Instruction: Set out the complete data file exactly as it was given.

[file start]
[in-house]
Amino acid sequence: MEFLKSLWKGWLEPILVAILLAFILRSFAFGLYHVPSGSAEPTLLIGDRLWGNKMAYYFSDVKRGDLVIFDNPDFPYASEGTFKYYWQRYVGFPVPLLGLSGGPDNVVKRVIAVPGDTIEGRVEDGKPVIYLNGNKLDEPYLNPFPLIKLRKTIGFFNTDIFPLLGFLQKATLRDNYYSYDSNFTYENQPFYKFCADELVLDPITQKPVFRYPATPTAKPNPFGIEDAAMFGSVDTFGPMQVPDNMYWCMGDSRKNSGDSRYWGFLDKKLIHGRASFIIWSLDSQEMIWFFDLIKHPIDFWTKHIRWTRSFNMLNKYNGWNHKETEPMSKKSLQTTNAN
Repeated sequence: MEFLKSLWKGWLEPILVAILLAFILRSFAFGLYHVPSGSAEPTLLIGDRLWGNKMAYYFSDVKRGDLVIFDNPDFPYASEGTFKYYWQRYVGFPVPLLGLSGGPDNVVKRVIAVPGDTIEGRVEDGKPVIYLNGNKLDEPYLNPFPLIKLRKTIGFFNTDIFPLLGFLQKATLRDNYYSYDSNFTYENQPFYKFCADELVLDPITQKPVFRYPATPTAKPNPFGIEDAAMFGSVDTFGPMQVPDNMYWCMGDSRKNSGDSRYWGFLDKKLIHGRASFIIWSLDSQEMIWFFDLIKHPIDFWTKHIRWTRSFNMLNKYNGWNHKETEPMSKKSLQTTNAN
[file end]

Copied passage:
[in-house]
Amino acid sequence: MEFLKSLWKGWLEPILVAILLAFILRSFAFGLYHVPSGSAEPTLLIGDRLWGNKMAYYFSDVKRGDLVIFDNPDFPYASEGTFKYYWQRYVGFPVPLLGLSGGPDNVVKRVIAVPGDTIEGRVEDGKPVIYLNGNKLDEPYLNPFPLIKLRKTIGFFNTDIFPLLGFLQKATLRDNYYSYDSNFTYENQPFYKFCADELVLDPITQKPVFRYPATPTAKPNPFGIEDAAMFGSVDTFGPMQVPDNMYWCMGDSRKNSGDSRYWGFLDKKLIHGRASFIIWSLDSQEMIWFFDLIKHPIDFWTKHIRWTRSFNMLNKYNGWNHKETEPMSKKSLQTTNAN
Repeated sequence: MEFLKSLWKGWLEPILVAILLAFILRSFAFGLYHVPSGSAEPTLLIGDRLWGNKMAYYFSDVKRGDLVIFDNPDFPYASEGTFKYYWQRYVGFPVPLLGLSGGPDNVVKRVIAVPGDTIEGRVEDGKPVIYLNGNKLDEPYLNPFPLIKLRKTIGFFNTDIFPLLGFLQKATLRDNYYSYDSNFTYENQPFYKFCADELVLDPITQKPVFRYPATPTAKPNPFGIEDAAMFGSVDTFGPMQVPDNMYWCMGDSRKNSGDSRYWGFLDKKLIHGRASFIIWSLDSQEMIWFFDLIKHPIDFWTKHIRWTRSFNMLNKYNGWNHKETEPMSKKSLQTTNAN